Some abilities require specific item types to be equipped (Druid’s Fervent Strike, for example). Some abilities require that the player or target has a buff (Necromancer’s Desecrate), some need to keep track of a past event (Bladedancer’s Reprisal). Some even share cooldowns with other abilities (Paladin’s Shield Throw and Void Knight’s Spark). Many of these checks had performance problems, and while none of them individually were huge, together they added up fast, especially given how many abilities a RIFT player usually juggles.
For a specific example: Years ago, Rift was a much simpler game, with a small number of roles available and a maximum of two dozen ability buttons on the screen at once. Every frame, for each ability on your bar, it would have to unpack a small data structure and figure out whether it represented a Role ability or not. With a small number of buttons and a small number of roles, this wasn’t a problem . . . but now that you can fit over 130 ability buttons on the screen at once, and each button has six roles to check, it became an issue Easy to fix in many ways, via a more efficient search method and a little caching – we just needed to realize it was a problem. That’s one of the things optimization is all about – making sure that the code best represents the game as it is today, not as it was two years ago.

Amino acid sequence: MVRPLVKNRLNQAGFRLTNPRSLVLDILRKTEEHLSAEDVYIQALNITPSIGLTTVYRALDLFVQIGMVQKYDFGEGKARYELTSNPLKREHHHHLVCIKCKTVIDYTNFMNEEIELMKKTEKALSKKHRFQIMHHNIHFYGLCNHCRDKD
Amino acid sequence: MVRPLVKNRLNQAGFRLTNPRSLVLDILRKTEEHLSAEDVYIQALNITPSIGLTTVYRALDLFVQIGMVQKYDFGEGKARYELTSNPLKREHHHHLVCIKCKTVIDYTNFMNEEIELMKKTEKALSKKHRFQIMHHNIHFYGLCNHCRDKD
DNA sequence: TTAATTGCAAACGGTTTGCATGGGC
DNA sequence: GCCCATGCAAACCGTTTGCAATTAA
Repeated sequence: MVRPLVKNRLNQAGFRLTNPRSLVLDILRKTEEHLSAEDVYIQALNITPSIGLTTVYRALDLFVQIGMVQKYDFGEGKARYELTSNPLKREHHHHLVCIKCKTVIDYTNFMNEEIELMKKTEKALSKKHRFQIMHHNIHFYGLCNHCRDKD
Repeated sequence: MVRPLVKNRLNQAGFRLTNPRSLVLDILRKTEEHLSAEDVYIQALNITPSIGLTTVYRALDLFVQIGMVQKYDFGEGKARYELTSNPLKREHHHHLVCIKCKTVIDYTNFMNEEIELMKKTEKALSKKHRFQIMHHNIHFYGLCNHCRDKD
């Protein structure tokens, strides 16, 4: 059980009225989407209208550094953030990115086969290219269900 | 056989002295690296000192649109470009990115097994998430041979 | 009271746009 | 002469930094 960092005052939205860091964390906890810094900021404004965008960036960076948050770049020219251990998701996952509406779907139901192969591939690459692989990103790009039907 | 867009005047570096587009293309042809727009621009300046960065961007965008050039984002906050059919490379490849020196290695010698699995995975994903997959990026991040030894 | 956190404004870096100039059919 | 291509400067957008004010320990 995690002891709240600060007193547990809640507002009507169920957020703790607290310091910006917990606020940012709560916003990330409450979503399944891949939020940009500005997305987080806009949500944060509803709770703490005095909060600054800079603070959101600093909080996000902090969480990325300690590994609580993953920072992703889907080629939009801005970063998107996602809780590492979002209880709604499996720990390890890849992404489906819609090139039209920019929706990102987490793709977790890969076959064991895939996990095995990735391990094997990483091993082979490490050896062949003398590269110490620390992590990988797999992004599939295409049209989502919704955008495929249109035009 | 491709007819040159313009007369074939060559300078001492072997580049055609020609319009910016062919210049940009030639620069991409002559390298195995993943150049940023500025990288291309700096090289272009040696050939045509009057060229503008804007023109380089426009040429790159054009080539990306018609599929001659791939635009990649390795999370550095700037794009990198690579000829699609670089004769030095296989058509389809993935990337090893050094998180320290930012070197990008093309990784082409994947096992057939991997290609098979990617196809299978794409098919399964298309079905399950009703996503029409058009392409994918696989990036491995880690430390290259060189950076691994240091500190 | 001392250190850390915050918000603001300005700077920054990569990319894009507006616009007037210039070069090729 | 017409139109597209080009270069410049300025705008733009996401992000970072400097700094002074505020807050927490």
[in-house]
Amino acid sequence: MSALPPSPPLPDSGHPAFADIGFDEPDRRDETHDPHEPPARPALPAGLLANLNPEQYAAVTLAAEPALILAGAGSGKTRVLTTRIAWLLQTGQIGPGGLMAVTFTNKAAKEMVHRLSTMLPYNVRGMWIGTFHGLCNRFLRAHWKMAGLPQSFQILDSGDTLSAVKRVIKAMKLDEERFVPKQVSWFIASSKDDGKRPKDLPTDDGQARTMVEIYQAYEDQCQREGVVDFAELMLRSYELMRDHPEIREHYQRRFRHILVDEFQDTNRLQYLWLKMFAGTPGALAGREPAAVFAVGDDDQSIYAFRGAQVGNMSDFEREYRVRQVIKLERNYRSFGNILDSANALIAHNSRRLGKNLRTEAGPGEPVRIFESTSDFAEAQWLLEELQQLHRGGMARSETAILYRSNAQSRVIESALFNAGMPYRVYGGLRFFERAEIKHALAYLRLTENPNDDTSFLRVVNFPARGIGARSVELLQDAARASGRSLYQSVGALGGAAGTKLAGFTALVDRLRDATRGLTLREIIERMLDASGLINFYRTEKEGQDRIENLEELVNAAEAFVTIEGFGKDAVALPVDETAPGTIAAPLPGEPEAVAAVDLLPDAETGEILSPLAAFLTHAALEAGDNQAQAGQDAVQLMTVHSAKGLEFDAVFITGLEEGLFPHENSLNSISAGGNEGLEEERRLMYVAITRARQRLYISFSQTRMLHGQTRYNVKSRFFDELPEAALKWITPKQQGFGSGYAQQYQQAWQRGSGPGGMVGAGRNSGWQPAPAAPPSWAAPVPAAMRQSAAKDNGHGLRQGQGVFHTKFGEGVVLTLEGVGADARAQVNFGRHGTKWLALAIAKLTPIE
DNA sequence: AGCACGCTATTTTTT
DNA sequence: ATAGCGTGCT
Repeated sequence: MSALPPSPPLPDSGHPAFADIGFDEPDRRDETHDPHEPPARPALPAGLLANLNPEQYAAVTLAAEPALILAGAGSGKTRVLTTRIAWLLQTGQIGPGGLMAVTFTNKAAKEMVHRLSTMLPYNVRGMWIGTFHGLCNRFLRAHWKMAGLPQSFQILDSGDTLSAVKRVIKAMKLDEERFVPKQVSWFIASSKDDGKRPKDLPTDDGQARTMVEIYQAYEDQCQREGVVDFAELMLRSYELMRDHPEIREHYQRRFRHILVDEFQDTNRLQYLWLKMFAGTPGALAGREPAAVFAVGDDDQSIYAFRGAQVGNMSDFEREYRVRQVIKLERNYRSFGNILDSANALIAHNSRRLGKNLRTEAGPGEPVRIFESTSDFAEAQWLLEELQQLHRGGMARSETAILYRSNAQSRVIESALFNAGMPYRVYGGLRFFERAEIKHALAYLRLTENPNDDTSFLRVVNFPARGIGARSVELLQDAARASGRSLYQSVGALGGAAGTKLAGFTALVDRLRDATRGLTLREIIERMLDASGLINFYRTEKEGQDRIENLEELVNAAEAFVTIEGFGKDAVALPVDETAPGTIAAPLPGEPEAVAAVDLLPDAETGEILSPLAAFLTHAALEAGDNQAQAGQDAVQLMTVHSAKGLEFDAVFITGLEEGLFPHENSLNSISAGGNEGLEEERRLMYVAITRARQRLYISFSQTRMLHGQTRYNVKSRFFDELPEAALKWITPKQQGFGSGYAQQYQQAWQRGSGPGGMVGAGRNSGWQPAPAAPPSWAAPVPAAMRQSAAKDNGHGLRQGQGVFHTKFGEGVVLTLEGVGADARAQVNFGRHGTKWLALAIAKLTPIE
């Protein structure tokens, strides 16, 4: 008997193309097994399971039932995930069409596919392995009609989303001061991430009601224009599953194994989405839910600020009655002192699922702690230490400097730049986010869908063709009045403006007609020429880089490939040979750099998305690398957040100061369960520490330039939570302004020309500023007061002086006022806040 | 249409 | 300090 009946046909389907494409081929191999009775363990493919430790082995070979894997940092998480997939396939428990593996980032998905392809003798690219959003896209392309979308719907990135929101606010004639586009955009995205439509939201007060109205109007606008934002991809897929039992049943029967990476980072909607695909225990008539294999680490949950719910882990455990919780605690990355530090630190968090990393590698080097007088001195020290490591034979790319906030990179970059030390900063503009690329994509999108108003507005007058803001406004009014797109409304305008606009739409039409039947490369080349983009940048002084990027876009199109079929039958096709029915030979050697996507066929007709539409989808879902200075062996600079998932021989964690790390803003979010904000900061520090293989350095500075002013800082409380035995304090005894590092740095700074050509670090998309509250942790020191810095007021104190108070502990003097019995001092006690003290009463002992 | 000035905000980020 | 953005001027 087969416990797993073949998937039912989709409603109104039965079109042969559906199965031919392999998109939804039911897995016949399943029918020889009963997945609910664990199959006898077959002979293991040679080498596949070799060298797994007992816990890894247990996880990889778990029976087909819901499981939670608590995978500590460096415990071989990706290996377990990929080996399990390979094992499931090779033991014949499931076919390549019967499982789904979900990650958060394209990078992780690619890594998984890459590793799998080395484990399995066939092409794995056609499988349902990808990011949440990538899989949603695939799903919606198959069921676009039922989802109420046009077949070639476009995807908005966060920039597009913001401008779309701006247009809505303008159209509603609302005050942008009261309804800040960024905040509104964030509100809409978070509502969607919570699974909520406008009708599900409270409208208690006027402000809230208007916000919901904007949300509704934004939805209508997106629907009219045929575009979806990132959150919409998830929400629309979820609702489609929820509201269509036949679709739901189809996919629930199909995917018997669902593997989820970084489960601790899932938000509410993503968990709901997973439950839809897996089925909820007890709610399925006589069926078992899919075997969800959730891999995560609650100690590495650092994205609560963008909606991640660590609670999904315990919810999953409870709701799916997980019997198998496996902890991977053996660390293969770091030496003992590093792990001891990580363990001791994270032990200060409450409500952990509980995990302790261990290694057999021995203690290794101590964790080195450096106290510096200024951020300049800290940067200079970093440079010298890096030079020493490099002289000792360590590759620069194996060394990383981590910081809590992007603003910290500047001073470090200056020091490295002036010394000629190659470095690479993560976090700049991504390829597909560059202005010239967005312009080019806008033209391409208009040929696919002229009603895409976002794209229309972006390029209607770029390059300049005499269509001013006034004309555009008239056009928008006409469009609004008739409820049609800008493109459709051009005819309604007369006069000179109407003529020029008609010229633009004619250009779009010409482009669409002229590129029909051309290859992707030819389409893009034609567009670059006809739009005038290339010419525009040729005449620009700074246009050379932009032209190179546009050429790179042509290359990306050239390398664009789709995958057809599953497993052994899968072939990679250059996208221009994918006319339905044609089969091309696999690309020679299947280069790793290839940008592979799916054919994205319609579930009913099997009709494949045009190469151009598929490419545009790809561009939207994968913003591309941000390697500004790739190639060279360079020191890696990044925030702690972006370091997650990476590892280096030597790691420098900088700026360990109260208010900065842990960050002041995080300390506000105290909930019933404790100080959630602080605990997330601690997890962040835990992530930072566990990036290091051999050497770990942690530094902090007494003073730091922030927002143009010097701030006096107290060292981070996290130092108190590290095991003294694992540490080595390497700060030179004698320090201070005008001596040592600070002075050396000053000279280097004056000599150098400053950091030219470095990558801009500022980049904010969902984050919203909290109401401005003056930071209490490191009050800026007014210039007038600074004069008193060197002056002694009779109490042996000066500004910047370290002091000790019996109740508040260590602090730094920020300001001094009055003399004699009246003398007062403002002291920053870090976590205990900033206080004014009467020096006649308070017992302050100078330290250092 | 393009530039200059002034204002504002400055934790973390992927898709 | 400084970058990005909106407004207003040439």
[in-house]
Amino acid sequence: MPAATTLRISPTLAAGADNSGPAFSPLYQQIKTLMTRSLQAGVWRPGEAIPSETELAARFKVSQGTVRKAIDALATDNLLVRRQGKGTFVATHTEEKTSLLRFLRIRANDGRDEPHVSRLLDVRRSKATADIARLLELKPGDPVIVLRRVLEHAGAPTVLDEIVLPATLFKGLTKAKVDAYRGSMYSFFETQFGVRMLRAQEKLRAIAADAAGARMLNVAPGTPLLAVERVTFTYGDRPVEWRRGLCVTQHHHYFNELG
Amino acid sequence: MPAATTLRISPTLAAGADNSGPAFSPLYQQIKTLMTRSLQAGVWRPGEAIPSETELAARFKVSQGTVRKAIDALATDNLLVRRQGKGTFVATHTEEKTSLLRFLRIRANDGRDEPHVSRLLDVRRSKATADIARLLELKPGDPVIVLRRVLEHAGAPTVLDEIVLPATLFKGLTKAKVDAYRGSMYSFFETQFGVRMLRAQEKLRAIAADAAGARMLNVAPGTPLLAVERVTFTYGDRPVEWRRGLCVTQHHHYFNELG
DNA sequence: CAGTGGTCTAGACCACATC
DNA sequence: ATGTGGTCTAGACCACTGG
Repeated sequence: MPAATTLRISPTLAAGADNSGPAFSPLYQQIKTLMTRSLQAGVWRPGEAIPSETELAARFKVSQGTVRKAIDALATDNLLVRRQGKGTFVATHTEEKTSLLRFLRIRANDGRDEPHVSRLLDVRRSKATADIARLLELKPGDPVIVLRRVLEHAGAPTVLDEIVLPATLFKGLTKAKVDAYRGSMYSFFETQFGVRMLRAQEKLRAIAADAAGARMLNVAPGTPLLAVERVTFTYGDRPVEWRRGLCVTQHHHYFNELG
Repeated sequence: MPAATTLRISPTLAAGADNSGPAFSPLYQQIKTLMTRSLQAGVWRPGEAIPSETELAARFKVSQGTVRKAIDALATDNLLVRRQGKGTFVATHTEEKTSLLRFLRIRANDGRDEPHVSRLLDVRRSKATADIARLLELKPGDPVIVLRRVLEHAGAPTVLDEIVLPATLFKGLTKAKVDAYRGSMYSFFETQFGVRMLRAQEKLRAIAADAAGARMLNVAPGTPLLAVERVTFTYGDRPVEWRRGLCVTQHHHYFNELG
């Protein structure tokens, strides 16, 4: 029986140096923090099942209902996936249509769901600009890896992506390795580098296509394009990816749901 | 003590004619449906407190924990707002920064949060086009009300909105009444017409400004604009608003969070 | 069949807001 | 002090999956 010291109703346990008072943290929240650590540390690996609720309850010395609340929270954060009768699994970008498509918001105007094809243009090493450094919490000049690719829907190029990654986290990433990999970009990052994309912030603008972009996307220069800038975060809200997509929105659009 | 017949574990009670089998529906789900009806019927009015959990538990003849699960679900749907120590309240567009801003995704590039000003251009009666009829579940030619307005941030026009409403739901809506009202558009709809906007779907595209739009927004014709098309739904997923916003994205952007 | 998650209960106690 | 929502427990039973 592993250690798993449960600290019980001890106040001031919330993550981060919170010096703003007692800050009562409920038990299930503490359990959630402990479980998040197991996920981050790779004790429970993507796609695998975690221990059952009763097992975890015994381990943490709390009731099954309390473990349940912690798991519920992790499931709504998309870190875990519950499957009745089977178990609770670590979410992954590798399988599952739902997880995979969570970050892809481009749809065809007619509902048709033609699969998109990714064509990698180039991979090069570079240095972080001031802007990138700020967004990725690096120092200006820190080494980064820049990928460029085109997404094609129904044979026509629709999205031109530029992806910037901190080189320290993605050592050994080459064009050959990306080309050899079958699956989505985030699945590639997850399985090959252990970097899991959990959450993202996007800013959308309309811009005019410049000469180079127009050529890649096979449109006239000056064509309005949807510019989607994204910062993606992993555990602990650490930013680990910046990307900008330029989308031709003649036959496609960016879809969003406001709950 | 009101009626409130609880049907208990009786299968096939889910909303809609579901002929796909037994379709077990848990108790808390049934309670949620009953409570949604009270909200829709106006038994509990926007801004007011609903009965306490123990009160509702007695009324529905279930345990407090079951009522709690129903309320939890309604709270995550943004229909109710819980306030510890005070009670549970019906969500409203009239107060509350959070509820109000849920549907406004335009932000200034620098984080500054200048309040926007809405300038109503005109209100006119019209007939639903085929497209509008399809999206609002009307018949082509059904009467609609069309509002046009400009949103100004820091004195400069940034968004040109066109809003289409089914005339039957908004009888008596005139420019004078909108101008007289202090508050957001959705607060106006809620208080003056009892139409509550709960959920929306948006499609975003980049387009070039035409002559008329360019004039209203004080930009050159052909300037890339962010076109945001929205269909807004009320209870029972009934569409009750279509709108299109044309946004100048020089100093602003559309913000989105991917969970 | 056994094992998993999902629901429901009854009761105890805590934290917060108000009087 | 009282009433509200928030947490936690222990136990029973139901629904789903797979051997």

Keep in mind that these fixes are all CPU improvements. They’ll be most noticeable to people with slow CPUs and fast graphics cards, ideally running at low detail settings. If you have a fast CPU and a slow graphics card, the gains might be smaller.
So, what’s coming up next?
First, realize that these are all possibilities, not guarantees. Performance improvements are uncertain at best!